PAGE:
A decrease in the 20β-reduced cortisol metabolites relative to their 20α-reduced counterparts was seen in patients receiving mitotane and hydrocortisone (P<0.001, Figs 2, 3b and c, 5a). This was most profound for cortols, cortolones and 6α-hydroxycortolones and less marked for 6β-hydroxy-20-dihydrocortisols and 1β-hydroxycortolones (Table 1).

Figure 5
Figure 5

Ratios of cortisol metabolites other than 5α/5β-tetrahydrocortisol for groups of ACC patients and controls. These were calculated from (a) β-cortol+β-cortolone/α-cortol+α-cortolone, (b) tetrahydrocortisone+α- and β-cortolones/5α- and 5β-tetrahydrocortisols+α- and β-cortols, (c) tetrahydrocortisone+5α- and 5β-tetrahydrocortisols/α- and β-cortolones+α- and β-cortols and (d) 6α-hydroxytetrahydrocortisol+6β-hydroxycortisol+6β-hydroxy-20α- and 20β-dihydrocortisol/total cortisol metabolites. Numbers in each group are as shown in (a); bars are for means, with standard errors marked.

Citation: Endocrine Connections 1, 1; 10.1530/EC-12-0028

Other cortisol metabolism

Figure 5b, c and d shows cortisol metabolite ratios that express the effects of mitotane other than on 5α- and 20β-reduction. Figure 5b and c shows that there are no net changes in oxidoreduction at C11 and C20, respectively, indicating that there are no suppressive effects on 11- or 20-hydroxysteroid dehydrogenase activities. Figure 5d shows that increased excretion of 6β-hydroxy steroids occurs only in the hydrocortisone and mitotane group.

Effect on ACC markers

All patients who had had a recurrence of ACC during mitotane treatment showed steroid excesses before surgery, which included secretion of 11-deoxycortisol, with 20α- and 20β epimers of hexahydro-11-deoxycortisols being excreted in similar amounts. On recurrence, the 20β-reduced epimer was much diminished, as expected. Other major markers showed unchanged metabolism. These were (manuscript in preparation) pregnanediol (20α), pregnanetriol (20α), DHEA, DHEA metabolites, tetrahydro-11-deoxycortisol (5β) and 5-pregnene-3β,16α,20α-triol. This was also expected, as none of these steroids are 5α- or 20β-reduced.

Dose–response

No metabolic changes were found to correlate with either dose or blood concentrations of mitotane when these were within the therapeutic range. However, when blood mitotane was monitored at intervals in a single female patient during an 18 month period following withdrawal of treatment due to neurological complications, a dose–response relationship for inhibition of 5α- and 20β-reduction was evident (Fig. 6). It can be seen that complete inhibition is present for both enzymes at a threshold plasma mitotane concentration much lower than the therapeutic range, and this would explain the lack of correlation noted earlier. The dose response for 6β-hydroxylation was unfortunately not obtained because no material remained for analysis by the method modified to recover very polar steroids. However, in a few patients from whom single samples were taken before plasma mitotane concentrations had attained the therapeutic range, all steroid metabolite ratios were as low as they were in later samples (data not shown).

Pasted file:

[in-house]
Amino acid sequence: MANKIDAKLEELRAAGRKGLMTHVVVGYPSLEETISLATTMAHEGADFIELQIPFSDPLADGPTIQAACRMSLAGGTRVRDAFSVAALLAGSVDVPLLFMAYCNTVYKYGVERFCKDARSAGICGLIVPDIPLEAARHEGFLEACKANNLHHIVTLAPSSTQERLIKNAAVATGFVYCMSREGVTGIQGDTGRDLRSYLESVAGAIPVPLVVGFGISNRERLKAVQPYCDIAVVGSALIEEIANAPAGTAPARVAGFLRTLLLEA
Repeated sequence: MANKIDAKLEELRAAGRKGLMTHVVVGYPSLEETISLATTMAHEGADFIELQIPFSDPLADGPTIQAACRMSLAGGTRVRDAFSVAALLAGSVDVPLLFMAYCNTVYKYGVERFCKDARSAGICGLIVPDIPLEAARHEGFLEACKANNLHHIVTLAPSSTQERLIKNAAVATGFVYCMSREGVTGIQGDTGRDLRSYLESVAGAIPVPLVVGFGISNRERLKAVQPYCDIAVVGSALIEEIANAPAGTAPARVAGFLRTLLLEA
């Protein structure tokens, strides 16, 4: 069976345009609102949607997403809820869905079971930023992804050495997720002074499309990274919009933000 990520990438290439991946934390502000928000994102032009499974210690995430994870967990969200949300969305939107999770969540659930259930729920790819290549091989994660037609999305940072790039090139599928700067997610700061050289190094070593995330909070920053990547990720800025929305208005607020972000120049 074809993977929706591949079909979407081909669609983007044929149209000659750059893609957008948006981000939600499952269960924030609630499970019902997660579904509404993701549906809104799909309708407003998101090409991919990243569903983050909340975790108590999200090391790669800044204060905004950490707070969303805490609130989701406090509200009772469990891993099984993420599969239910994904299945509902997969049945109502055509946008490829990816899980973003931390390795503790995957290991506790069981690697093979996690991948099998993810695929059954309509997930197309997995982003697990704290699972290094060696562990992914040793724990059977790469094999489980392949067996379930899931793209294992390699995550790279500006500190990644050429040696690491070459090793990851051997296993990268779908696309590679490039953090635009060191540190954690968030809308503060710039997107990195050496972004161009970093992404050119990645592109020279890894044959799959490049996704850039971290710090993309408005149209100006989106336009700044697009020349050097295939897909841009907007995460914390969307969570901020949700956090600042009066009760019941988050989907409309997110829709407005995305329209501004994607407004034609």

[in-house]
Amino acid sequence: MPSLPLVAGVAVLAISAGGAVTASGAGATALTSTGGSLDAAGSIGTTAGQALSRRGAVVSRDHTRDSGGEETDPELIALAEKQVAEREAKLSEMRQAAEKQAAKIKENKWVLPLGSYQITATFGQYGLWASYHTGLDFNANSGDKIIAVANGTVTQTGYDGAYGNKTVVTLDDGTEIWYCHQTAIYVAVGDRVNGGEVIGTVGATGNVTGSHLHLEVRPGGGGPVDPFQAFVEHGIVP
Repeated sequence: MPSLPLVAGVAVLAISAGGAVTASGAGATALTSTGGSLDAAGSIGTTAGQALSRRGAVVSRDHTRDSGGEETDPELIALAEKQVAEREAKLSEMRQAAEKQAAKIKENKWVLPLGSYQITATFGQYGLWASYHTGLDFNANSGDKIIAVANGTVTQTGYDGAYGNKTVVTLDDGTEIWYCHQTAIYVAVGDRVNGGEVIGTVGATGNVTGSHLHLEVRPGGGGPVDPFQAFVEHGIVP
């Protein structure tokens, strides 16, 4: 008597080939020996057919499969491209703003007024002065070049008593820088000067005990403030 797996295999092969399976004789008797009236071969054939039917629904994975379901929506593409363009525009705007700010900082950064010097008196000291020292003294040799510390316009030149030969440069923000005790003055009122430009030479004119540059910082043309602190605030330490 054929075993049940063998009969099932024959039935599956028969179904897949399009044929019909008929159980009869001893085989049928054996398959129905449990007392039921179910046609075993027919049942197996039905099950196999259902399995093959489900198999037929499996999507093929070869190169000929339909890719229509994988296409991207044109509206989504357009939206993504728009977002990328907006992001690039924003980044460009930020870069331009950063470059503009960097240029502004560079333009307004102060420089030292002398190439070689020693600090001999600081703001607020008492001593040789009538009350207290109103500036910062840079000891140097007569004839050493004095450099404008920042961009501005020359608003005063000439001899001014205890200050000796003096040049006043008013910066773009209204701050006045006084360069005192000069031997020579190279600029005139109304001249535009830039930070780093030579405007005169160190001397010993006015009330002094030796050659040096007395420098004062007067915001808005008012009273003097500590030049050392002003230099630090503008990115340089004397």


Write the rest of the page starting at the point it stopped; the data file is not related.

Figure 6
Figure 6

Dose–response relationship for 5α/5β- and 20β/20α-reduced pairs of steroids for one female patient during and at intervals after receiving mitotane. The therapeutic range for mitotane (box) and normal data for the steroid ratios (mean, range I–•–I) are shown. The ratio 20β/20α is derived from the sum of β-cortol+β-cortolone/α-cortol+α-cortolone.

Citation: Endocrine Connections 1, 1; 10.1530/EC-12-0028

Discussion

This study shows that mitotane treatment in patients with ACC results in consistent, but mostly previously unrecognised, changes in cortisol metabolism. These comprise suppression of 5α- and 20β-reduction, together with induction of 1β- and 6-hydroxylation, as summarised in Fig. 1. On limited data, these changes appear to be essentially complete at plasma concentrations of mitotane that are much lower than the therapeutic range.

The urinary 6-hydroxylated metabolites are confirmed as being present at relatively very high concentrations and in unconjugated form. Rapid improvement in patients with Cushing's syndrome (10, 11) and increased hydrocortisone dose requirement during mitotane therapy (1) may thus be explained by decreased bioavailability of oral cortisol due to rapid conversion by CYP3A4 in the liver, perhaps during a first pass after adsorption from the gut. A second factor may be an increase in corticosteroid binding globulin during mitotane treatment (23).

Induction of CYP3A4 by mitotane needs to be considered when selecting drugs and drug dose levels. Kroiss et al. (24) have provided a comprehensive list of those likely to be affected. Oral bioavailabilities of the tyrosine kinase inhibitor sunitinib and the anticonvulsant midazolam are profoundly decreased at a plasma mitotane range of 4.9–17.8 mg/l (25).

Polar 1β- and 6α-hydroxylated cortisol metabolites are important components in urine from newborns (19), but the pathways of their formation have not yet been studied. A close relationship between them (Taylor NF, 2012, unpublished observations) suggests that a single enzyme is responsible for both the additional hydroxylations. This might also be CYP3A4, with saturation of the A-ring directing formation of a 6α-hydroxyl and unsaturation directing formation of the better known 6β-hydroxyl, but induction by mitotane of additional cytochromes is also possible.